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From left, Hamish Linklater, Anthony Boyle, Lovie Simone, Monica Beletsky, Brandon Flynn and Matt Walsh promote the Apple TV+ series Manhunt during the Winter Television Critics Association Press Tour on Feb. 5, in Pasadena, Calif.Willy Sanjuan/The Associated Press

The overwhelming number of TV series and streaming platforms may be narrowed down sooner than we think. That was one of the major takeaways from Pasadena, Calif., this month, when the Television Critics Association held its 10-day winter press tour.

The biannual event, in which media companies present press conferences and interview opportunities to North American TV critics and journalists, has been a key information-gathering event since its first run in 1984.

In addition to hearing executive messaging and schedule hype, the TCA tour is an opportunity for those who write about the industry to read between the lines, engage with talent they may not otherwise cover, and change their minds about a new series’ promise if a panel is particularly engaging.

It’s also a chance to be 100-per-cent absorbed in the beat for a steady period and to uncover industry trends and patterns. Based on the most recent TCA press tour, here are five things to look for in TV land over the next six months.

Peaked TV

A TCA highlight for anyone in attendance is the keynote address from John Landgraf, chairman of FX Networks, a Disney subsidiary. Executives aren’t always keen to sit on stage while critics pepper them with questions, but Landgraf is the exception. Often dubbed the smartest man in television, Landgraf is the one who coined the term Peak TV to describe the onslaught of shows in the new streaming era. And he’s been incorrectly predicting its demise for the past couple of years.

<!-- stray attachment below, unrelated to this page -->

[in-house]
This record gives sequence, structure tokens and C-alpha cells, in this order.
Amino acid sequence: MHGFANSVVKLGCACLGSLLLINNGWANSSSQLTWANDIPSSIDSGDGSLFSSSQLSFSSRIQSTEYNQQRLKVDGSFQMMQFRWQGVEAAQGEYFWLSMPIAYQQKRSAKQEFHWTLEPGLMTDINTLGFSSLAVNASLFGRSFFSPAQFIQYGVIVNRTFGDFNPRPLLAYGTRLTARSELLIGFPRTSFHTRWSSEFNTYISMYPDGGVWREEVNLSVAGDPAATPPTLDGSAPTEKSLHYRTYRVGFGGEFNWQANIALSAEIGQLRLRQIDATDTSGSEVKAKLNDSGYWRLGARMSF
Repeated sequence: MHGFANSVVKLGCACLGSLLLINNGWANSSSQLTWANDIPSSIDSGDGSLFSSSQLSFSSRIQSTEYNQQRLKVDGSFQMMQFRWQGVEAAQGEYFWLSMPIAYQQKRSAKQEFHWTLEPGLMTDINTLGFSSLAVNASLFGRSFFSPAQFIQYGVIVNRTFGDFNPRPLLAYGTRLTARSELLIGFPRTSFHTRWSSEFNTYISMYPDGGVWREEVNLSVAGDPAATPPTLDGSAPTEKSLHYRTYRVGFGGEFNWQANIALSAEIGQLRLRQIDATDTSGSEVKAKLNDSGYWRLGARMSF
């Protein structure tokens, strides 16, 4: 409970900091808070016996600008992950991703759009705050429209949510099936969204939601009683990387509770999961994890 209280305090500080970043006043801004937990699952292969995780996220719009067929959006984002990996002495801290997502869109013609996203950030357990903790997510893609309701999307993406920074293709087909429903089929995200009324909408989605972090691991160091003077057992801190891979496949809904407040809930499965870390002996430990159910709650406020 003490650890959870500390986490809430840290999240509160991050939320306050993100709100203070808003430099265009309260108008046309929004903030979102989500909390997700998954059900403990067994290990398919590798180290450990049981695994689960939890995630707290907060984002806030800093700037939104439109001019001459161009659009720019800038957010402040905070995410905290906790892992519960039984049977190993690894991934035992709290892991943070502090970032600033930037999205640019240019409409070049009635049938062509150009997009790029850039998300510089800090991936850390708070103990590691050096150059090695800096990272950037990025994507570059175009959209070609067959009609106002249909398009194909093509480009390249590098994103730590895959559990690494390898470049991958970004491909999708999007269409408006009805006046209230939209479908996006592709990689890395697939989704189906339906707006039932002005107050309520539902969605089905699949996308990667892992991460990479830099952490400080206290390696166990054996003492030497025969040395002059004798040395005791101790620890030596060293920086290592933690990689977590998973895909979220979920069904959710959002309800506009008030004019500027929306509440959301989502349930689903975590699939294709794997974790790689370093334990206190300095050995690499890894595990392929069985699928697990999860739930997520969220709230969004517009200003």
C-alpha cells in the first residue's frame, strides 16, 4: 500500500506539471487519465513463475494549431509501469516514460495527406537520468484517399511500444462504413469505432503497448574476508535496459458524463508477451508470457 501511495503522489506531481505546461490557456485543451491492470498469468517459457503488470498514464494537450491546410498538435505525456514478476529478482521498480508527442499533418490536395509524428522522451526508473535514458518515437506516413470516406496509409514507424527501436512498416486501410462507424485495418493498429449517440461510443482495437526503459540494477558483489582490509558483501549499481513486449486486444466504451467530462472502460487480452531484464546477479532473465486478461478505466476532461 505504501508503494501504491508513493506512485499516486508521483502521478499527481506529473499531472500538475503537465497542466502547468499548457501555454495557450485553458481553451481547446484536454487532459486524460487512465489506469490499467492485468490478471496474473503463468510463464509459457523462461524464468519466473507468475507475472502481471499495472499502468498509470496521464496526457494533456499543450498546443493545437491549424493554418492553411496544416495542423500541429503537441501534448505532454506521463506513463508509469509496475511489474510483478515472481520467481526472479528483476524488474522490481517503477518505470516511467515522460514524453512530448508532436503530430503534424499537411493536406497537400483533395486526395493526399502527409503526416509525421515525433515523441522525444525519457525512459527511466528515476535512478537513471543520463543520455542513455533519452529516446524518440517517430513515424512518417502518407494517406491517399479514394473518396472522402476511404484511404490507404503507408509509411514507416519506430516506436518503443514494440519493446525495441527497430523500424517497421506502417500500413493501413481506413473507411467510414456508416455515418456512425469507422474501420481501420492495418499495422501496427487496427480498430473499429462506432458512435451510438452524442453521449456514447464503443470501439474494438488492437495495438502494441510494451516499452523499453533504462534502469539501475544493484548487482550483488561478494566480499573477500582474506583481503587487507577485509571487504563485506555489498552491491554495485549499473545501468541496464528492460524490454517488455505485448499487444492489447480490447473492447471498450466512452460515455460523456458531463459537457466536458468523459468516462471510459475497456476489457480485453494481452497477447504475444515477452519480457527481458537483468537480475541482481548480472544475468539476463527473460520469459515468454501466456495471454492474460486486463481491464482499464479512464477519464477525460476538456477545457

Peaked TV is now here, Landgraf triumphantly revealed during the Disney General Entertainment portion of TCA. The exec flashed a chart revealing that the number of scripted programs in the U.S. had decreased 14 per cent year-over-year in 2023, to 514 from 600.

According to FX’s research team the trend will continue, with original series on track to decrease 31 per cent this year. Landgraf acknowledged that some of the projected decline is fallout from the Hollywood strikes and delays, but said that the numbers are still “directionally accurate.”

Rumours, rumours, rumours

Sometimes at TCA, a good way to tell how things are going is to look at which media companies take part and how. On the heels of HBO Max and Discovery+ merging into Max, and Showtime folding into Paramount+, neither Warner Bros. Discovery nor Paramount Global presented. (Although Warner Bros. Studios did hold set visits toward the end of the tour.)

The companies’ absences fuelled rumours about their potential merger, and left many critics lamenting the loss of innovative HBO programming. Some felt Paramount+ and Pluto TV missed the opportunity to tout their impressive libraries and garner publicity for their titles, while others speculated their lack of presence confirmed more financial struggles ahead.

Media companies doing all the things